Hampton Roads mayors realize their cities can’t go it alone, says Fraim. The mayors meet monthly, and Fraim believes they have developed a good working relationship. “Without questions, there’s been improvement,” he says. “Most of the enlightened leadership understands the unit of scale that competes best in the global economy is a regional unit, and we have to present ourselves in a unified fashion.”

In positioning the region as a global power, the Hampton Roads Partnership draws on the area’s collective strengths. Nearly two years ago, the group launched Vision Hampton Roads to promote the region as a place where people want to live, learn, work and start businesses. As the area’s first regional economic development strategy, Vision Hampton Roads is plotting a course for the region to attain global recognition. One of its main components, Innovate!Hampton Roads,  strives to promote Hampton Roads’ innovation, intellectual and human capital, infrastructure and sense of place. “We want to promote Hampton Roads, including the name,” Dickens adds. “The idea is to figure out what ways to promote the assets of the region to our citizens as well as to folks outside the region.”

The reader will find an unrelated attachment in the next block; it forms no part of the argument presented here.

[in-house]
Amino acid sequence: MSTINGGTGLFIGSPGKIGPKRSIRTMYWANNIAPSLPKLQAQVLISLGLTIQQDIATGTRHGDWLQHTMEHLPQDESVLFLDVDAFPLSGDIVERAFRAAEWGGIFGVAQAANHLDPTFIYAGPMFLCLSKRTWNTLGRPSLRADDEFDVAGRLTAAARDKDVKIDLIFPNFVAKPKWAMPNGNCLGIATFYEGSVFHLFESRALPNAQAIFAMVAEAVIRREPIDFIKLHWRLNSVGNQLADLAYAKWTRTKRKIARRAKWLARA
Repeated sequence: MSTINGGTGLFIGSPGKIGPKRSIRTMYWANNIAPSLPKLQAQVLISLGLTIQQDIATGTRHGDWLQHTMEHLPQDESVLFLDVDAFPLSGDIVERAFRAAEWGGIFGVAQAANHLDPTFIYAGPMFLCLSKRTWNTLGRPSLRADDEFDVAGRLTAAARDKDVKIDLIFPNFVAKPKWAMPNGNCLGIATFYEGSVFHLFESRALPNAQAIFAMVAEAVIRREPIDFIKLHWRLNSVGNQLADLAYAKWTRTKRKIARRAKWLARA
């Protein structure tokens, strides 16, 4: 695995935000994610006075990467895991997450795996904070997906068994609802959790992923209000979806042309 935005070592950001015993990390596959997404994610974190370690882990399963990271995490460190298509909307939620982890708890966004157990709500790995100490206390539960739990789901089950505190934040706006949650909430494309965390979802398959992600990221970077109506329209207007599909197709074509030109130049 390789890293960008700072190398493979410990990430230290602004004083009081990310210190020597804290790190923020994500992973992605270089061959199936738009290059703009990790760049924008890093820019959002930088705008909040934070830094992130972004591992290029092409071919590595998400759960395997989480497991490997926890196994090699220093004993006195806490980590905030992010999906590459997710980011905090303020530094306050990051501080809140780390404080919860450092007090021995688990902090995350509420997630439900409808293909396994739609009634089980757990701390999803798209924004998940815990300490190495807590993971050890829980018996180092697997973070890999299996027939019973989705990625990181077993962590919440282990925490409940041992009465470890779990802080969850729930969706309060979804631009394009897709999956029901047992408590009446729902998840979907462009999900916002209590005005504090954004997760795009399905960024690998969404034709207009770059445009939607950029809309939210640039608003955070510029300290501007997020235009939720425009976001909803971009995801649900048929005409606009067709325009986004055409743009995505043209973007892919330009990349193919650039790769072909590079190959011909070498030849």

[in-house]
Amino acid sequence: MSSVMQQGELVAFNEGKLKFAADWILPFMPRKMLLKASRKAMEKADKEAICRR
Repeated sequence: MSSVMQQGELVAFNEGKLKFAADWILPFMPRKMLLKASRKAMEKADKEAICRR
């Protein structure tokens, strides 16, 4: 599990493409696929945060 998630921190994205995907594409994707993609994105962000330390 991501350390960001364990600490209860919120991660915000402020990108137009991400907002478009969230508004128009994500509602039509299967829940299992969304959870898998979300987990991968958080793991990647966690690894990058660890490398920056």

Hampton Roads Partnership also is working with business leaders to encourage displaced JFCOM workers to start small businesses. “There are a lot of really skilled people at JFCOM,” notes Quigley. “These are well-educated people with a strong work ethic, and we don’t want to lose them from Hampton Roads.”

Municipalities already have begun to look at diversifying. “In Norfolk when you take defense spending and the port out of the equation, no one sector of the economy represents over 15 percent of the overall economy,” Fraim notes. “We’ve had discussions about expanding and diversifying the economic base so we can maintain a lower tax rate.”